Many middle- and high-school students have difficulty understanding what they read. Perhaps more importantly, many students have a particularly hard time finding main ideas when they have to “read between the lines” to infer the main ideas. This appears to be true for students with and without disabilities and across different disciplines in which they have to read for meaning. Difficulty with inferring main ideas also impacts student performance on state reading tests, in turn, affecting districts’ measures of Adequate Yearly Progress (AYP) in conjunction with No Child Left Behind regulations.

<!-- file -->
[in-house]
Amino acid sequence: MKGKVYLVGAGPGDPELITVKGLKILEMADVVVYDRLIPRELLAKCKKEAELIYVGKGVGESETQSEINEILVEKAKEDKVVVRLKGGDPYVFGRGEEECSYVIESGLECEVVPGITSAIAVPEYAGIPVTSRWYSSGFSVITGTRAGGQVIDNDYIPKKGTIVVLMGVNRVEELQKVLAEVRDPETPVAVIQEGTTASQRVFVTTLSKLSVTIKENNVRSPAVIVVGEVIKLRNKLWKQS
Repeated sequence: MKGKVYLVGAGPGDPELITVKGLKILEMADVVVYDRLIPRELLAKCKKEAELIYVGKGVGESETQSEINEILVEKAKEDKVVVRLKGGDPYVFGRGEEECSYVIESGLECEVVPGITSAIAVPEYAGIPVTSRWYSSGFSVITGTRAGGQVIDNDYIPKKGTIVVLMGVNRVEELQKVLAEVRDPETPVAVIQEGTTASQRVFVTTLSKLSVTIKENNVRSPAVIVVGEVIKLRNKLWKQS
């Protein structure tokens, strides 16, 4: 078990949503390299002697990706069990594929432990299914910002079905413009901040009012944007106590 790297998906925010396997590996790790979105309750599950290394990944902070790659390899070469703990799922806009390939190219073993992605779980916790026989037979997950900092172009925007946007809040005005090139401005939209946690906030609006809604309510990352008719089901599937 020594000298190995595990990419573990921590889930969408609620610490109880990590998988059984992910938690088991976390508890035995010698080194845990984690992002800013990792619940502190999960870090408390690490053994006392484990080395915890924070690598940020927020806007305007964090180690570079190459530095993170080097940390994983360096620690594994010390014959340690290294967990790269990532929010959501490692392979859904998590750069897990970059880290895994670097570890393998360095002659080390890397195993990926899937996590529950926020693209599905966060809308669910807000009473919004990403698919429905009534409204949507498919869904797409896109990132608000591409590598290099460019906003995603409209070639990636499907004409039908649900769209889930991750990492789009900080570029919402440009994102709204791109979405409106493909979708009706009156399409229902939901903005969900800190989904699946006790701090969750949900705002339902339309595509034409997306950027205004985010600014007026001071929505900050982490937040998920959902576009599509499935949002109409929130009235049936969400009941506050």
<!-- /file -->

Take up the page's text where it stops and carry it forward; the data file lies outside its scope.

The Main Idea Strategy is a strategy designed improve the performance of students with learning disabilities and other students who perform poorly on reading comprehension tasks requiring them to comprehend inferential main ideas. The Main Idea Strategy consists of five steps focused on identifying the details of a passage, determining how they are related, and inferring the main idea. The steps are easily remembered with the first-letter mnemonic device “MAIN-I.” Teachers teach the strategy to students following an instructional sequence divided into four parts. Most students substantially improve their performance determining main ideas in many types of reading materials and state tests.

The Main Idea Strategy Research

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